• The reality is that practitioners will go for whatever that works. They can come in any order, what matters is if you get the result

Dark patterns

Anything that is in our interest, but not in the interest of our audience

Backfire Risk

  • Lose — lose
  • You’ve used psychology in a bad way. Ex: a website that discredited themselves — social media marketer with a low social media following.

Attrition rates

  • Essentially anything that we can create has the potential to create behaviour change will only continue to work as long as they are engaged with us they focus purely on engagement strategies. Ddifferent memory and nudging techniques

Forming habits

When nonsense knowledge gets into the mainstream, you get nonsense products. Ex: 21 days habit apps don’t work because it really It takes closer to 2 months to complete.

When habits are being formed, as everyday action is completed that action becomes more and more natural. It becomes more and more unconscious

Flash test survey questions

Behavioural User Interface Devices: Descriptors

Descriptive components are Behavioral UI Devices that help users understand what is being presented. For instance, here was Charles and he was on a website that had him convinced that this company could cure his, baldness.

“Oh… Oh, okay, no way! Charles says to himself, “apparently, it’s normal to lose about 100 strands of hair each day and that we have just over 100,000 strands on our heads, so we shouldn’t be concerned. BUT wait! If you’re losing 200 or more a day, it may be a sign of future baldness!”

And then it will go onto say that “In order to make sure that you hold onto your full head of hair, you can do so with this brand new device and if you say ‘no today’ you’ll never have the chance to use it” So then it turns out that the device is actually just some secret light, I don’t know something crazy like that. Since that Charles thinks “ that’s just a light! How can this be true? This must be bullsh*t” Charles ends up declining the one-time offer. But then, in the end, he discovers that the light did in fact work and he’s missed out.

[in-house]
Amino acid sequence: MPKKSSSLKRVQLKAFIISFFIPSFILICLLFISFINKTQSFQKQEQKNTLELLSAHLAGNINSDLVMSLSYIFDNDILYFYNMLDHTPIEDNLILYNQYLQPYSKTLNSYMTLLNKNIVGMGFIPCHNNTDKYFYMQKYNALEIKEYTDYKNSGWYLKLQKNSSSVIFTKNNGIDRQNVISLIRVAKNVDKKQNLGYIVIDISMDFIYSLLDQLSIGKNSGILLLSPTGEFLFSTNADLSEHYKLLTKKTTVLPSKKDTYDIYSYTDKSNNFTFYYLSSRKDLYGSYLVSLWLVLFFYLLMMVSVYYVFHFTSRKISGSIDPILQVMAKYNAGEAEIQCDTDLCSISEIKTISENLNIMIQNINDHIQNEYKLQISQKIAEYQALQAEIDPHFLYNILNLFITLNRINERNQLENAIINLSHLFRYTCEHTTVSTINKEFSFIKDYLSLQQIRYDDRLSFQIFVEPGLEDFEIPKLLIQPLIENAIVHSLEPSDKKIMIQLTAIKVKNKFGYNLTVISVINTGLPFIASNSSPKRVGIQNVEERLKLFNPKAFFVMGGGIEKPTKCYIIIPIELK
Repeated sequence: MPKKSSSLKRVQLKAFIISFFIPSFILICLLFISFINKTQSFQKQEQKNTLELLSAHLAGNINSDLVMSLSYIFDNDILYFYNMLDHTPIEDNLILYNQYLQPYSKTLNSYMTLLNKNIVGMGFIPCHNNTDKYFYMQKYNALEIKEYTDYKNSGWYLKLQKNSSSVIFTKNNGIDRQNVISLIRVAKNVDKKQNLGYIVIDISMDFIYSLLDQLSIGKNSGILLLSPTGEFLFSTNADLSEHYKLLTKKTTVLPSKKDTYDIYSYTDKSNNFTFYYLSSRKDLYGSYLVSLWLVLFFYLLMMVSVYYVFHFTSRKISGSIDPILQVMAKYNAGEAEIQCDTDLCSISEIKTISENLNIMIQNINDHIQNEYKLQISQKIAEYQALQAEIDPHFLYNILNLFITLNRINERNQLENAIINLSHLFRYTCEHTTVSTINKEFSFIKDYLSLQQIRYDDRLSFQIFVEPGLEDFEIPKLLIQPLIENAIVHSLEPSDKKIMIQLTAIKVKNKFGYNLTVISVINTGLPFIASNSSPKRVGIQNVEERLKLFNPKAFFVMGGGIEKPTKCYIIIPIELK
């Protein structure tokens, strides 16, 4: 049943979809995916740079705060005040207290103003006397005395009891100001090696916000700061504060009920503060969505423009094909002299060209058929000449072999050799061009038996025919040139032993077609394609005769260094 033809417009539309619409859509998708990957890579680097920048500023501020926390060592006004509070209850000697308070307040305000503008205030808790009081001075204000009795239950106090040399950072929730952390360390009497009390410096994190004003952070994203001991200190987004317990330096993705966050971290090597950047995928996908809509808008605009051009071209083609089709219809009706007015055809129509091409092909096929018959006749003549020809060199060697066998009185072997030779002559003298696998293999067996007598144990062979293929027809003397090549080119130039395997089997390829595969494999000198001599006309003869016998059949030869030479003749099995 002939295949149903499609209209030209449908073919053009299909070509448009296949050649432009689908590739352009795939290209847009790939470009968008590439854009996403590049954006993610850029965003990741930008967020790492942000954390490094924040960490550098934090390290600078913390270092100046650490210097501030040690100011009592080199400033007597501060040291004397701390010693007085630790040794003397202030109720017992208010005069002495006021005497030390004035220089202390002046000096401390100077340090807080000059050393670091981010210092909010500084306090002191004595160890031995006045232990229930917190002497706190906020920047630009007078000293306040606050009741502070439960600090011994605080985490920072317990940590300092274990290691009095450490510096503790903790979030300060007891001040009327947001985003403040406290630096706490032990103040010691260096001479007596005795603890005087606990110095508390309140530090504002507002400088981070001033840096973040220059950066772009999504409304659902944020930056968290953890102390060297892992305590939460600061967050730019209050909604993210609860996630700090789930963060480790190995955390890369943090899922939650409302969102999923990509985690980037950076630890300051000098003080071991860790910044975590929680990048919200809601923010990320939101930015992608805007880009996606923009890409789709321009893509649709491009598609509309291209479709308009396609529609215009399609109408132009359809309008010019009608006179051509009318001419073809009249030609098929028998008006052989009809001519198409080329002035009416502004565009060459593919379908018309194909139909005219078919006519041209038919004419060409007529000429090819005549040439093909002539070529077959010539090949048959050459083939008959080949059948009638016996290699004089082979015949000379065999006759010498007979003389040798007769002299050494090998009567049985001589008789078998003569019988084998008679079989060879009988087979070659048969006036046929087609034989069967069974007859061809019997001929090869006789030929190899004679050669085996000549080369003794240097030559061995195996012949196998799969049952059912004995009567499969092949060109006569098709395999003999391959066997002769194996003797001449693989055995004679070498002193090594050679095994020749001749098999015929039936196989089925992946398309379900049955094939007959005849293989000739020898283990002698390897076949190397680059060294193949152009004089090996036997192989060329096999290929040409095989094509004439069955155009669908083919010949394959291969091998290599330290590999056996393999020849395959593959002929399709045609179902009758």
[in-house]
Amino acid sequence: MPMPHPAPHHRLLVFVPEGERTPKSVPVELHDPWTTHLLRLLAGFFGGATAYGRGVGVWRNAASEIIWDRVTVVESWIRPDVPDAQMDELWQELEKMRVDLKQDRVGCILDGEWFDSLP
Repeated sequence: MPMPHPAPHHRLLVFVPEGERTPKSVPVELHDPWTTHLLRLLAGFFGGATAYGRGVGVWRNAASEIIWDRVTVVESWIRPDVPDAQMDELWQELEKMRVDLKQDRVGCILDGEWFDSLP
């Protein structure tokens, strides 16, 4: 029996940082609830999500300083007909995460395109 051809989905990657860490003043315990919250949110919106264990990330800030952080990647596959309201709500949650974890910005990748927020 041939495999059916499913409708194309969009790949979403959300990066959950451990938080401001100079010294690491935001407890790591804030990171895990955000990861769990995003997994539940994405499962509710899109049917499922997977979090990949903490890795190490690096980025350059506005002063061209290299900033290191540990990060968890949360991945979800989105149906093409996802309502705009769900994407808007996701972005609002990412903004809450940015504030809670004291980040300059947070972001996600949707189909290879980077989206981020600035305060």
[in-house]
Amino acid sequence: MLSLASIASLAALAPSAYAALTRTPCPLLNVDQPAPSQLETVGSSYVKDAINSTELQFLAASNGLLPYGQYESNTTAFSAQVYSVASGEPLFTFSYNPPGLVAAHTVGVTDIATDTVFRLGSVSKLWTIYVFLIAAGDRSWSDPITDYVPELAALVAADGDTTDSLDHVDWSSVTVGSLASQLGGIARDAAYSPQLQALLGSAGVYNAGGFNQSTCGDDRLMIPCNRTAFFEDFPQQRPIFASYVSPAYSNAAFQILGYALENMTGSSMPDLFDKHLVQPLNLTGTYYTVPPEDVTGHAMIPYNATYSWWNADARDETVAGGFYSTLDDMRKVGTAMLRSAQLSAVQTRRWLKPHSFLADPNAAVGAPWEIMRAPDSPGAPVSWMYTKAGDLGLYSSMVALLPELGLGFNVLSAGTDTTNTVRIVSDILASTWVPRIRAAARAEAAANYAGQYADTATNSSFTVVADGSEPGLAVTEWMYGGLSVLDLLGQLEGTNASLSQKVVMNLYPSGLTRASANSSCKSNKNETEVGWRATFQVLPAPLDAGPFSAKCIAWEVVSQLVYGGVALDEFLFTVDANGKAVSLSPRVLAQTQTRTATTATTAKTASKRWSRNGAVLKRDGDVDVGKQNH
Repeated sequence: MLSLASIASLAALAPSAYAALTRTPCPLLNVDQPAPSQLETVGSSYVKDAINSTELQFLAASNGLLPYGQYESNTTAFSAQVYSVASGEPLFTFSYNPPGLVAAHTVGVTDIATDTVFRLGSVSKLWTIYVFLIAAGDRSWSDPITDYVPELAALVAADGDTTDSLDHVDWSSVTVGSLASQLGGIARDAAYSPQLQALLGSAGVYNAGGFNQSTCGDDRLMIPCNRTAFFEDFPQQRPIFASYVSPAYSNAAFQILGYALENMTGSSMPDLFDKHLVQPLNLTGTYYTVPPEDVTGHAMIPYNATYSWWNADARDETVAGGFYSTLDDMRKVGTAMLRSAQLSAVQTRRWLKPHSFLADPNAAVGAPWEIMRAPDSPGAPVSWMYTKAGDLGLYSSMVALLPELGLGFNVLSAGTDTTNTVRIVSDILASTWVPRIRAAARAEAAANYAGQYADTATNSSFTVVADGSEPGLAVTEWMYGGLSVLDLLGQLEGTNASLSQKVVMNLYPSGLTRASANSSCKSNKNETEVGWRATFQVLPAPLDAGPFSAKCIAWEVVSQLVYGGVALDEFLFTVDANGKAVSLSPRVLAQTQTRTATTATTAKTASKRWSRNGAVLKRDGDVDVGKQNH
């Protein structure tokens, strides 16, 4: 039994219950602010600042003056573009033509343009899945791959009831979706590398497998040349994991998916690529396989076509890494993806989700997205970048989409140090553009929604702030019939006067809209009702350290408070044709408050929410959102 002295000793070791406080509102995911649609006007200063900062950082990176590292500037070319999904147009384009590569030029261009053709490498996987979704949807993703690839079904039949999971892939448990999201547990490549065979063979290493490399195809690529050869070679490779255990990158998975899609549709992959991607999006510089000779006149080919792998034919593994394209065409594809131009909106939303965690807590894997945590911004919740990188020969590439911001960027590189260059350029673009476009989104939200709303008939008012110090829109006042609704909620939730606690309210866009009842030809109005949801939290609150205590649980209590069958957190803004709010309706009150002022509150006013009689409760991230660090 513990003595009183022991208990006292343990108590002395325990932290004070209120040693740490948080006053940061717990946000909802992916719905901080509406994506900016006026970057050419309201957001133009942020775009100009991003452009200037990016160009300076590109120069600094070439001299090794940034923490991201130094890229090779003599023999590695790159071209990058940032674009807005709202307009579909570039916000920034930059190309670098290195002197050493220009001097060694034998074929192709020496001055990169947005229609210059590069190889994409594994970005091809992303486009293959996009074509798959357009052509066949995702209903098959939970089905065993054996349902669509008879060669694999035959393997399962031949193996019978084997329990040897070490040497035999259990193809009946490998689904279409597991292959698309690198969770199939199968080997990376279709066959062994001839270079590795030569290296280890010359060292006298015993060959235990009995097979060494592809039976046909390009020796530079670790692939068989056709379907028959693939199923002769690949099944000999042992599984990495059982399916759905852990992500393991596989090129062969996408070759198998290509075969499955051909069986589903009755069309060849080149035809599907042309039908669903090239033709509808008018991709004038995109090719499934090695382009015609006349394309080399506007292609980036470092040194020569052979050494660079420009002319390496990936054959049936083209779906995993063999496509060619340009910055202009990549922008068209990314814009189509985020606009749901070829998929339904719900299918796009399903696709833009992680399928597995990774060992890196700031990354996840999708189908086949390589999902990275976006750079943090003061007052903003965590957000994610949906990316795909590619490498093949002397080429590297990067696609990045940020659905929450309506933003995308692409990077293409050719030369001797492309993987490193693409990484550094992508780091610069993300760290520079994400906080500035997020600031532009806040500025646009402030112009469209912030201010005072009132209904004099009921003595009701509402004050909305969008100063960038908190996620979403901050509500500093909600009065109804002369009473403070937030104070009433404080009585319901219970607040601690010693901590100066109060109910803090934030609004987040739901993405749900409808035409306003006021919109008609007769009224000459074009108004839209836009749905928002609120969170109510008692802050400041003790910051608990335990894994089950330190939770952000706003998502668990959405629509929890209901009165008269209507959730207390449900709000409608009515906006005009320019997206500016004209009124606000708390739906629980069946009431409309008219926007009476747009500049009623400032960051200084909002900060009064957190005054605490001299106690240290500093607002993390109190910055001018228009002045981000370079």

So here you have a case where the user was very motivated, but they couldn’t understand it so they eventually gave up. Now see, the website did have information to inform readers on how and why the light works. It may have made convinced Charles that the light would work, and he would never be bald, but Charles didn’t get it. And that’s the problem right there.

As humans, we have this ability to base all of the things we learn in the present to be tied to ideas or concepts that we’ve learnt in the past. And we do this with everything. So it doesn’t matter what you learn today; call it a lesson, a concept or a schema. If you’re presented with this fresh never heard of (to you) information and you’ve never learned anything in the past that is even remotely related to it. It makes it very difficult for you to understand today.

Final thoughts

Great lessons this week. I really appreciated how we went back and repurposed some of our previous learnings. It made the theory mixed with the practical applications taught this week that made it easier to grasp and gave me new perspectives on old ideas. I rate this weeks content a 4.5/5! I found that I learned the most this session and know that my foundational knowledge will contribute to my learning for the weeks ahead.

See you next week!